Chile

February 11, 2018  •  2 Comments

"I dreamed I saw the silver spaceship flying, in the yellow haze of the sun"

Chile is a very long country along its north-south axis on the west coast of South America.  Once out of the fjords in the deep south, the expedition made the long journey up the Pacific, stopping in three key Chilean ports:  San Antonio, gateway to the capital Santiago and surrounding wine regions; Coquimbo, gateway to Chile's "Norte Chico" (Little North) region; and Arica which is Chile's most northerly city at only twelve miles from Peru.  These are some of the oldest cities in S. America and the surrounding regions hold evidence of an even more ancient history.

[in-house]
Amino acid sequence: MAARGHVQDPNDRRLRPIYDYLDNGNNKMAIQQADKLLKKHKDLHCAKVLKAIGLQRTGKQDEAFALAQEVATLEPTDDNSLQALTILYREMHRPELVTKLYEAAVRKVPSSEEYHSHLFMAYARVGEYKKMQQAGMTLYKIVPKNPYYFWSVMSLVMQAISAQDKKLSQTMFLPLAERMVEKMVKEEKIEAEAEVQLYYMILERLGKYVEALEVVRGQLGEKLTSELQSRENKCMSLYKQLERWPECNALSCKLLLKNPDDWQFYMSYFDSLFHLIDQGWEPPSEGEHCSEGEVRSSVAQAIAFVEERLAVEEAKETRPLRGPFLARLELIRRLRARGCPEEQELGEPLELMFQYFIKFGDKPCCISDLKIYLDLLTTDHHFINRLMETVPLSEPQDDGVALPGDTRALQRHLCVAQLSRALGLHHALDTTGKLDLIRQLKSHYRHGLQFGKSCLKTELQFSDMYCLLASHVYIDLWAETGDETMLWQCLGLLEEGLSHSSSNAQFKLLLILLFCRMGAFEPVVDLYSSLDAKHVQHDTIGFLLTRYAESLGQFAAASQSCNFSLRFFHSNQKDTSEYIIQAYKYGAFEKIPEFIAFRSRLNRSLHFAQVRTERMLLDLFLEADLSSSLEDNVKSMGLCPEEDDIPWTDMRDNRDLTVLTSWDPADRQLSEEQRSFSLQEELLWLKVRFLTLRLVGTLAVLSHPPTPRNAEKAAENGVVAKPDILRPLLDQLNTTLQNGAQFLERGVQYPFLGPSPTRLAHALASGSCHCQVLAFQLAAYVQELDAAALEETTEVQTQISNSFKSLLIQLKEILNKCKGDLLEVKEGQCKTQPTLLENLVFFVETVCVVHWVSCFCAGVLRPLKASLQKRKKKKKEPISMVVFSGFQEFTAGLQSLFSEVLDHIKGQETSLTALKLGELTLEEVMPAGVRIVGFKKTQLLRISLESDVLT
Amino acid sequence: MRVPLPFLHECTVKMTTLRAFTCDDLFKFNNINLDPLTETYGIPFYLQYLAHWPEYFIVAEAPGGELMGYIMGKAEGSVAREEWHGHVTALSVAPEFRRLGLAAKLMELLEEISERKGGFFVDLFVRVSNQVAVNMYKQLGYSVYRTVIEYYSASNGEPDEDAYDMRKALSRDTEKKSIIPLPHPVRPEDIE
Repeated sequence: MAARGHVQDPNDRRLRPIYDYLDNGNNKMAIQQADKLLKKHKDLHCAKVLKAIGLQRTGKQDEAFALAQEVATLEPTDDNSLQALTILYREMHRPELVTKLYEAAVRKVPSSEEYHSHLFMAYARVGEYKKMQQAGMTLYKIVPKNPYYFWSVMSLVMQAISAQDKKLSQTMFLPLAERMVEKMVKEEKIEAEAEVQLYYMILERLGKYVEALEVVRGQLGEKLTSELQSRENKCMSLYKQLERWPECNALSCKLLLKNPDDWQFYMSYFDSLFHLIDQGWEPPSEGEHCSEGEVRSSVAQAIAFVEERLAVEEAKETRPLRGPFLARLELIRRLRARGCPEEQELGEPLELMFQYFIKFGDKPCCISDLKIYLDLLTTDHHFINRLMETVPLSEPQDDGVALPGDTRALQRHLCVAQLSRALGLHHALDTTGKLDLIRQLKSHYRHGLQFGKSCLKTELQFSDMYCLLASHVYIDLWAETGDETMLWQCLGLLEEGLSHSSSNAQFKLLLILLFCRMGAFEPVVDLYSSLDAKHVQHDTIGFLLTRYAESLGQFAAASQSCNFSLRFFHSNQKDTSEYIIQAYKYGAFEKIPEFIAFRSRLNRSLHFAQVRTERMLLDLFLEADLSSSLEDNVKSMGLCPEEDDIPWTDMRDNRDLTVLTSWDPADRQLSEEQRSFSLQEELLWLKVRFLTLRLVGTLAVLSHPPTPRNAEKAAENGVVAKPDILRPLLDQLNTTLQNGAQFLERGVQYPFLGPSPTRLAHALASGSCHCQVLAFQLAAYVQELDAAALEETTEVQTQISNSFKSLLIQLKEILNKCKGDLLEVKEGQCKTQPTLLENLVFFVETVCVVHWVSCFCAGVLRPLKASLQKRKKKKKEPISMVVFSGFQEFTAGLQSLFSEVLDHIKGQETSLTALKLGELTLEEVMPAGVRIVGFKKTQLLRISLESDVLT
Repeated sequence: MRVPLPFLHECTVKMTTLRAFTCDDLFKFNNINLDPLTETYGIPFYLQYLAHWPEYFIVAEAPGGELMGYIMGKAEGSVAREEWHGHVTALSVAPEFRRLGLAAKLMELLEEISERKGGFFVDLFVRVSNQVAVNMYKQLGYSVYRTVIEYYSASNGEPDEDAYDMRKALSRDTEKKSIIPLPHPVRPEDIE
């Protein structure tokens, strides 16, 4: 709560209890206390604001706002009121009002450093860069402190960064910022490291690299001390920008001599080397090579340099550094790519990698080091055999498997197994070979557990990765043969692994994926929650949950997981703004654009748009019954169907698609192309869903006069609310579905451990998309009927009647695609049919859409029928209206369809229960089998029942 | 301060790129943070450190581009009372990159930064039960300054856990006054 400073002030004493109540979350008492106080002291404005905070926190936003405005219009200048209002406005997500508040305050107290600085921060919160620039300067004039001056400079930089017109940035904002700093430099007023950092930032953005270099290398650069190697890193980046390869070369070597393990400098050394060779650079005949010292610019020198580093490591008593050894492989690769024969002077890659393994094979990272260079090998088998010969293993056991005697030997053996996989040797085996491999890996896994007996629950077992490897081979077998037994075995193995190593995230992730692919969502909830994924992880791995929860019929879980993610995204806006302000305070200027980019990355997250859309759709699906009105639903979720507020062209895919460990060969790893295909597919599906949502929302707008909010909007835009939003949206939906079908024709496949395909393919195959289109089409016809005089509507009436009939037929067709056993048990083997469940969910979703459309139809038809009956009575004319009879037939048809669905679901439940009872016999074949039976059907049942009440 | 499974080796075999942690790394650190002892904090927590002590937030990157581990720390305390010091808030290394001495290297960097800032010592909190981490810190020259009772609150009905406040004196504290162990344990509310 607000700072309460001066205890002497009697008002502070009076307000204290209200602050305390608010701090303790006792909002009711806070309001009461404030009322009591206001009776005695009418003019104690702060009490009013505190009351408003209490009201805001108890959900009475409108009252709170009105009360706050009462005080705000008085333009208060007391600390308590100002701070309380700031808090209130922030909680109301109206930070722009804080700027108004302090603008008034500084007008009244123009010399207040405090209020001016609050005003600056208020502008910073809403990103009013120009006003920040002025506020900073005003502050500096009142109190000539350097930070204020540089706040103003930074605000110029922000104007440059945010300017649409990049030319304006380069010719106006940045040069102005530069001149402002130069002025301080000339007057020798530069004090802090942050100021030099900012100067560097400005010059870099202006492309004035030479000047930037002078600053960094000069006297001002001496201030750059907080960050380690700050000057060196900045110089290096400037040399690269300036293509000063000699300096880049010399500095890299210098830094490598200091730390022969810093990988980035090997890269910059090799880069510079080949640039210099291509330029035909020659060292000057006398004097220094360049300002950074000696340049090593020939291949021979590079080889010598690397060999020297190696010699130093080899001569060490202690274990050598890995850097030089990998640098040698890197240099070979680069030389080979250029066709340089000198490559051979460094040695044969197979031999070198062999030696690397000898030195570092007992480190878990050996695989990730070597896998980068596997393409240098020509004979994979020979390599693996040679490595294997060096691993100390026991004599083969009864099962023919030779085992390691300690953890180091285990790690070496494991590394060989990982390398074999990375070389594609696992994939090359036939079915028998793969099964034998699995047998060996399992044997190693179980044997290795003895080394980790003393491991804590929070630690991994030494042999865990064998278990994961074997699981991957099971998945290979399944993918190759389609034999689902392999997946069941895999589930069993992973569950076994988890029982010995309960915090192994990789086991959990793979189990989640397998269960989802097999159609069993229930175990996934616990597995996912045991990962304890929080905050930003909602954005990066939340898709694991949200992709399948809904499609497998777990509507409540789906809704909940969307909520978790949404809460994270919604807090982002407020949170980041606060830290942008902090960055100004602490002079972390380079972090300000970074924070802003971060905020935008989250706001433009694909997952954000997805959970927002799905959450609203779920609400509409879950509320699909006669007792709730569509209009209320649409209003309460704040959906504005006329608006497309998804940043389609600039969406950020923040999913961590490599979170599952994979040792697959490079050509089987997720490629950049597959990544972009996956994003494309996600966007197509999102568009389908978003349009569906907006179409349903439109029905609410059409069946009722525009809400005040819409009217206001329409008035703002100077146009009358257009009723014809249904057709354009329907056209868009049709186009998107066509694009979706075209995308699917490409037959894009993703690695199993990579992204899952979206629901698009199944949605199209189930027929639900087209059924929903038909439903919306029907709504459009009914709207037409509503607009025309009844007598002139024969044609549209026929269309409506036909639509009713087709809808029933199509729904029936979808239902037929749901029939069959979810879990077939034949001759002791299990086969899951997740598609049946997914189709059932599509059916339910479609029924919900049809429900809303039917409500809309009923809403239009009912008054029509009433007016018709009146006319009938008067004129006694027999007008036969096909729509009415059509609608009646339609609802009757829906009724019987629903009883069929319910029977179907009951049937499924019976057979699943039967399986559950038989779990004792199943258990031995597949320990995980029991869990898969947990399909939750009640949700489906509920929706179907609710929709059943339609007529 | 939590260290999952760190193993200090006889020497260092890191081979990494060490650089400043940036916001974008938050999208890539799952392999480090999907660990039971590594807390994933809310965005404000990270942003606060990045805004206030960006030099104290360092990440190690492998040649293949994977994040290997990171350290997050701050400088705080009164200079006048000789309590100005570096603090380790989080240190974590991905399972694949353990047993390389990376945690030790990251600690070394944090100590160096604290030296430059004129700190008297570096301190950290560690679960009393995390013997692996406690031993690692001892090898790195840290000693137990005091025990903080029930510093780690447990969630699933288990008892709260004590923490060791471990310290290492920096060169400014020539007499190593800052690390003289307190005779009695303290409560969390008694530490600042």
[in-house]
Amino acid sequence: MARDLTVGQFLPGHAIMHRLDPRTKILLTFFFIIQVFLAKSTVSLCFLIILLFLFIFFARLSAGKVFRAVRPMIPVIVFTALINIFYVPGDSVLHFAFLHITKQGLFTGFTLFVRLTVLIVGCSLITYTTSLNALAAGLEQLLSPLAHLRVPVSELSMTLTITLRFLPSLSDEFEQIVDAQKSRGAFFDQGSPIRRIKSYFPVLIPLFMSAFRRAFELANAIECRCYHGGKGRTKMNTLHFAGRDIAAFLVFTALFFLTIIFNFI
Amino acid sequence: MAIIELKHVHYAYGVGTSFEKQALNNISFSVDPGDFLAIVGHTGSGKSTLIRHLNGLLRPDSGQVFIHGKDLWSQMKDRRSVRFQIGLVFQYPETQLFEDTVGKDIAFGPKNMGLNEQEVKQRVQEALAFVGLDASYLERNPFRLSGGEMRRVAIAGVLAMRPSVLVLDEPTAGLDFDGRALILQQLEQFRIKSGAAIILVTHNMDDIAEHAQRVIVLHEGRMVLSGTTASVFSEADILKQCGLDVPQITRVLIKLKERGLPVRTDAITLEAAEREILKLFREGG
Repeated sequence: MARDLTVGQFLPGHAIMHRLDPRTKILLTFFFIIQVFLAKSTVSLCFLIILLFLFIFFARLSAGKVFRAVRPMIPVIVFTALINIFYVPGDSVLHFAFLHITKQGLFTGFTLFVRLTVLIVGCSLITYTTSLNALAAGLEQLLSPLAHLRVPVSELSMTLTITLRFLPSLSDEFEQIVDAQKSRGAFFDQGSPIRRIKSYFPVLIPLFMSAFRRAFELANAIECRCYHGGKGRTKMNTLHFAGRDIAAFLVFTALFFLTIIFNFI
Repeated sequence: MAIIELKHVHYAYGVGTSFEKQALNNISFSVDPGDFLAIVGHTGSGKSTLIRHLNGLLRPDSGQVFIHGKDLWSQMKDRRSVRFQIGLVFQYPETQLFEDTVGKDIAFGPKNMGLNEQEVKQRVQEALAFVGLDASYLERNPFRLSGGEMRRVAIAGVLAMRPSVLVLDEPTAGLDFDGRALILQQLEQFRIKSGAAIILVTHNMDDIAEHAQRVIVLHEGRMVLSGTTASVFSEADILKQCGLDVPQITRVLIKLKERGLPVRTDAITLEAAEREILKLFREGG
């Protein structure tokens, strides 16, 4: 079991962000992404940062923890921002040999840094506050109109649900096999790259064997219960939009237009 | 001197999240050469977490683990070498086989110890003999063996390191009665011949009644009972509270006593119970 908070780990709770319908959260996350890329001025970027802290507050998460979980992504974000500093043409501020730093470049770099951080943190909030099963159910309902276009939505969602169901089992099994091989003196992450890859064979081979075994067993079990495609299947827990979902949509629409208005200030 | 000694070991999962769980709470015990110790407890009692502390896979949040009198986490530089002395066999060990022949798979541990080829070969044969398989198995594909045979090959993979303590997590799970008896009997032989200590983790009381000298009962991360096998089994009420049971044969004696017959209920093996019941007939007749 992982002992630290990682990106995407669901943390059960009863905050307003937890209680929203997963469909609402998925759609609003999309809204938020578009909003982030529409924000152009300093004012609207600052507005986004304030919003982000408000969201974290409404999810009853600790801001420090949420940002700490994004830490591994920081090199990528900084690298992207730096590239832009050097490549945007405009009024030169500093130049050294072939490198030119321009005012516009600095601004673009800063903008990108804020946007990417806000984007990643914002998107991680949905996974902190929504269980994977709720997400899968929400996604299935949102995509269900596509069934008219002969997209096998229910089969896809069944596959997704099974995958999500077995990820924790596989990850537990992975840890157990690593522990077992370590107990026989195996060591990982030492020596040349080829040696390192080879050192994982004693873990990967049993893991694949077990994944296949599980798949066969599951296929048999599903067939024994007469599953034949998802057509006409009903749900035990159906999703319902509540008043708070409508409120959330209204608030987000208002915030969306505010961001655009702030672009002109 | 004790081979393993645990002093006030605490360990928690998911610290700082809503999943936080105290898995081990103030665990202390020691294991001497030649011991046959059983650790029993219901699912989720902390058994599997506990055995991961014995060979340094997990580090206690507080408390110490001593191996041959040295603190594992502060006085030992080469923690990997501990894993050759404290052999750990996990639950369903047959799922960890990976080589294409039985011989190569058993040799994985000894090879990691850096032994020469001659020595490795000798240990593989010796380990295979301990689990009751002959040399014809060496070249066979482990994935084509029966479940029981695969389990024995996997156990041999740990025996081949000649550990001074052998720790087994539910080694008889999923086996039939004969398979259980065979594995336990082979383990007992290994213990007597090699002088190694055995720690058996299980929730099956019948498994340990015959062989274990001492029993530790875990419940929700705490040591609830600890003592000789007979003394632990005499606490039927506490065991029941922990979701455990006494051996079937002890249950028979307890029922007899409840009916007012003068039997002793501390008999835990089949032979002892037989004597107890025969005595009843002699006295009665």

The entire length of Chile is defined by the Andes Mountains that extend some 5,000 miles down western S. America and then seem to slide into the cold waters at the tip of the continent.  The Andes are responsible for the other main geological feature of northern Chile, the Atacama Desert.  This extremely arid desert stretches 1,000 miles from the Peruvian border to just north of San Antonio.  The Atacama often receives no rain for years on end, primarily due to cold Peruvian winds cooling any moist air and creating fog that embraces only the coastal regions.  In addition, the Andes prevent any moist air from the Amazon basin from coming close to the desert. San Antonio fishing boats While each of these cities has its unique features and history, there are a few similarities across them.  Foremost is that all three have extensive port facilities that load and unload thousands of large tankers with containers full of commodities ranging from grains to silver to fruits and wines.  At the same time, the ports are home to countless commercial and private fishing vessels - creating a buzz of activity and painting a colourful picture as one enters each city by sea. One nice feature of each place that I really appreciated was the pedestrian-only streets full of regular shops, street vendors and musician buskers (some quite good!).  These streets create a sense of community spirit and liveliness that make them a pleasure to stroll around in.  Finally, the Spanish conquistador influence can be seen in each city through distinct colonial architecture and the presence of strong religious symbols such as statues of various saints and impressive cathedrals.  Besides walking in these port cities, I took a Greyhound-type bus, a metro system and clunky local buses to also visit Santiago and La Serena nearby.  Here's a little more on each place...